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Multisensory integration can alter information processing, and previous research has shown that such processes are modulated by sensory switch costs and prior experience (e.g., semantic or letter congruence). Here we report an incidental finding demonstrating, for the first time, the interplay between these processes and experimental factors, specifically the presence (vs. absence) of the experimenter in the testing room. Experiment 1 demonstrates that multisensory motor facilitation in response to audiovisual stimuli (circle and tone with no prior learnt associations) is higher in those trials in which the sensory modality switches than when it repeats. Those participants who completed the study while alone exhibited increased RT variability. Experiment 2 replicated these findings using the letters "b" and "d" presented as unisensory stimuli or congruent and incongruent multisensory stimuli (i.e., grapheme-phoneme pairs). Multisensory enhancements were inflated following a sensory switch; that is, congruent and incongruent multisensory stimuli resulted in significant gains following a sensory switch in the monitored condition. However, when the participants were left alone, multisensory enhancements were only observed for repeating incongruent multisensory stimuli. These incidental findings therefore suggest that the effects of letter congruence and sensory switching on multisensory integration are partly modulated by the presence of an experimenter.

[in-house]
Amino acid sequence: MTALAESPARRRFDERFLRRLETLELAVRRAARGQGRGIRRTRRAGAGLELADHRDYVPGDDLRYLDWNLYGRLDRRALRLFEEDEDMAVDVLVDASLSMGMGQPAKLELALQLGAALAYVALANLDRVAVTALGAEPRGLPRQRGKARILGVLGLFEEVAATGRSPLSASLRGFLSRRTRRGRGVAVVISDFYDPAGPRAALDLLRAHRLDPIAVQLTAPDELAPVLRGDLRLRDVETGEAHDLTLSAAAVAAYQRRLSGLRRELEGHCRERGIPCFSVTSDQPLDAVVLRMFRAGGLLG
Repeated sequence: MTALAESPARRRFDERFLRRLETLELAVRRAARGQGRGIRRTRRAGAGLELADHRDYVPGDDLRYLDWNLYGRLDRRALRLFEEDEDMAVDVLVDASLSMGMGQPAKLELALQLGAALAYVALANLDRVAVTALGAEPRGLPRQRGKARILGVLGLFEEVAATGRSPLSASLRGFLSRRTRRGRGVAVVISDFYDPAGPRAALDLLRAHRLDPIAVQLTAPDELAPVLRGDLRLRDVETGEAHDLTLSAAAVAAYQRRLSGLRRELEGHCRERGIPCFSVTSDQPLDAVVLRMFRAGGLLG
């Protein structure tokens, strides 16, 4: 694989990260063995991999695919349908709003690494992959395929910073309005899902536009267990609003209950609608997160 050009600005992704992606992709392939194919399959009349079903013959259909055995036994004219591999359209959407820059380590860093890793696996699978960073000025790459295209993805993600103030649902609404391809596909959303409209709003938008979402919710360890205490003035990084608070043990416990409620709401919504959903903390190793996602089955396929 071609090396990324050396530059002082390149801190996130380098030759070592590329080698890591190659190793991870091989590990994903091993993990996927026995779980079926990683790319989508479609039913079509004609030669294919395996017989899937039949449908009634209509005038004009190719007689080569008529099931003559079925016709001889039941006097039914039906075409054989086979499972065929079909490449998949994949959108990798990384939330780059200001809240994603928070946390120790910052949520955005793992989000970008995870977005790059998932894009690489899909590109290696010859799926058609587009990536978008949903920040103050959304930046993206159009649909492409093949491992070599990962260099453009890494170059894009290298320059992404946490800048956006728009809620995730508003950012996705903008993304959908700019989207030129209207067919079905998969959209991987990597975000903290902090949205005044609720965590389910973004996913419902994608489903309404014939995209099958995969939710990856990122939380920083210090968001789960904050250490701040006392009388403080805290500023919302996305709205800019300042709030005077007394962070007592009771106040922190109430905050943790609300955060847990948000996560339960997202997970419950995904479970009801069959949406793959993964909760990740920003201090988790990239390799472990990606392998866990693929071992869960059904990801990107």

Original publication




Journal article


Front Psychol

Publication Date





auditory, letter congruence, multisensory, switch cost, visual